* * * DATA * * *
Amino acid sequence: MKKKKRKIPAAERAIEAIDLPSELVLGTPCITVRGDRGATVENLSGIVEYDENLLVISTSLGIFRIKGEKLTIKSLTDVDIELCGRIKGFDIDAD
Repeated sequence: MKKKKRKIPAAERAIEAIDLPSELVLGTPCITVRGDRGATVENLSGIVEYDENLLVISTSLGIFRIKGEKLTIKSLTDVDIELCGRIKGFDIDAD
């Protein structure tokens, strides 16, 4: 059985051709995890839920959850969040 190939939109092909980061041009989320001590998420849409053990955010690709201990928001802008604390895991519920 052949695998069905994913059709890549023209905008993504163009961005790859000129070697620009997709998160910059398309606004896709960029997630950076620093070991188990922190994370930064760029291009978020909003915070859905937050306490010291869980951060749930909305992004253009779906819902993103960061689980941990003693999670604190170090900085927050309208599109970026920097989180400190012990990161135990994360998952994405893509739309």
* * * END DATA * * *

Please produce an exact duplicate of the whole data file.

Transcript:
Amino acid sequence: MKKKKRKIPAAERAIEAIDLPSELVLGTPCITVRGDRGATVENLSGIVEYDENLLVISTSLGIFRIKGEKLTIKSLTDVDIELCGRIKGFDIDAD
Repeated sequence: MKKKKRKIPAAERAIEAIDLPSELVLGTPCITVRGDRGATVENLSGIVEYDENLLVISTSLGIFRIKGEKLTIKSLTDVDIELCGRIKGFDIDAD
């Protein structure tokens, strides 16, 4: 059985051709995890839920959850969040 190939939109092909980061041009989320001590998420849409053990955010690709201990928001802008604390895991519920 052949695998069905994913059709890549023209905008993504163009961005790859000129070697620009997709998160910059398309606004896709960029997630950076620093070991188990922190994370930064760029291009978020909003915070859905937050306490010291869980951060749930909305992004253009779906819902993103960061689980941990003693999670604190170090900085927050309208599109970026920097989180400190012990990161135990994360998952994405893509739309």